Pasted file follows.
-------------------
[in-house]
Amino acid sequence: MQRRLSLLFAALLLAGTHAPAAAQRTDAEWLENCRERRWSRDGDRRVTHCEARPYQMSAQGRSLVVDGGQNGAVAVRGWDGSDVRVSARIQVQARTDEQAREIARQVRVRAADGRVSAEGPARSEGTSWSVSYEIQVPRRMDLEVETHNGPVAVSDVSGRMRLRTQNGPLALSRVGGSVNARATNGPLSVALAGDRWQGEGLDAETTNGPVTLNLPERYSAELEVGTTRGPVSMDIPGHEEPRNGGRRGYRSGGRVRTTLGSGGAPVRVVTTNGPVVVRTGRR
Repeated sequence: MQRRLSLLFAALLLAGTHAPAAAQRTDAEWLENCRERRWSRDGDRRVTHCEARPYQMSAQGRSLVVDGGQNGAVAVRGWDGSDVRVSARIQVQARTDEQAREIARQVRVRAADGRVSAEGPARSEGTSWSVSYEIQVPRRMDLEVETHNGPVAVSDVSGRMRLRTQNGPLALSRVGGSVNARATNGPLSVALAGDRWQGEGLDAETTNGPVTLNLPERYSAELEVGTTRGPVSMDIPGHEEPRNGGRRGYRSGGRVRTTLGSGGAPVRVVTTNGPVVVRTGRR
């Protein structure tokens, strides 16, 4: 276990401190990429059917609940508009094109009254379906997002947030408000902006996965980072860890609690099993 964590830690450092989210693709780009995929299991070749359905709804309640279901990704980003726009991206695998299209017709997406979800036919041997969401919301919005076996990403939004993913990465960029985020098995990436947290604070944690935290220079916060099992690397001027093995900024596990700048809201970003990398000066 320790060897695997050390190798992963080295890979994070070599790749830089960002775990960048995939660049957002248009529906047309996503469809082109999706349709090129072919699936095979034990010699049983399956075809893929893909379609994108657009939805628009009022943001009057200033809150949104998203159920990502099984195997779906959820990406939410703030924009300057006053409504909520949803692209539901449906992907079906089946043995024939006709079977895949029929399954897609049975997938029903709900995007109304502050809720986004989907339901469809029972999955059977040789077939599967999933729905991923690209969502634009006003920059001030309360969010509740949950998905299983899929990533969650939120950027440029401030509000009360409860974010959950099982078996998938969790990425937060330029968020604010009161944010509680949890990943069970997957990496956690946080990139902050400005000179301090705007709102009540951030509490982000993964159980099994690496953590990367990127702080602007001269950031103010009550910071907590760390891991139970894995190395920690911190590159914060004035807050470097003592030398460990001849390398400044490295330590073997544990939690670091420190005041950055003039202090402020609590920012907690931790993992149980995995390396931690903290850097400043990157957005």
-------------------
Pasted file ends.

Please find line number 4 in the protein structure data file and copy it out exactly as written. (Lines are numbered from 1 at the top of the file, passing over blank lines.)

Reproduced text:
């Protein structure tokens, strides 16, 4: 276990401190990429059917609940508009094109009254379906997002947030408000902006996965980072860890609690099993 964590830690450092989210693709780009995929299991070749359905709804309640279901990704980003726009991206695998299209017709997406979800036919041997969401919301919005076996990403939004993913990465960029985020098995990436947290604070944690935290220079916060099992690397001027093995900024596990700048809201970003990398000066 320790060897695997050390190798992963080295890979994070070599790749830089960002775990960048995939660049957002248009529906047309996503469809082109999706349709090129072919699936095979034990010699049983399956075809893929893909379609994108657009939805628009009022943001009057200033809150949104998203159920990502099984195997779906959820990406939410703030924009300057006053409504909520949803692209539901449906992907079906089946043995024939006709079977895949029929399954897609049975997938029903709900995007109304502050809720986004989907339901469809029972999955059977040789077939599967999933729905991923690209969502634009006003920059001030309360969010509740949950998905299983899929990533969650939120950027440029401030509000009360409860974010959950099982078996998938969790990425937060330029968020604010009161944010509680949890990943069970997957990496956690946080990139902050400005000179301090705007709102009540951030509490982000993964159980099994690496953590990367990127702080602007001269950031103010009550910071907590760390891991139970894995190395920690911190590159914060004035807050470097003592030398460990001849390398400044490295330590073997544990939690670091420190005041950055003039202090402020609590920012907690931790993992149980995995390396931690903290850097400043990157957005």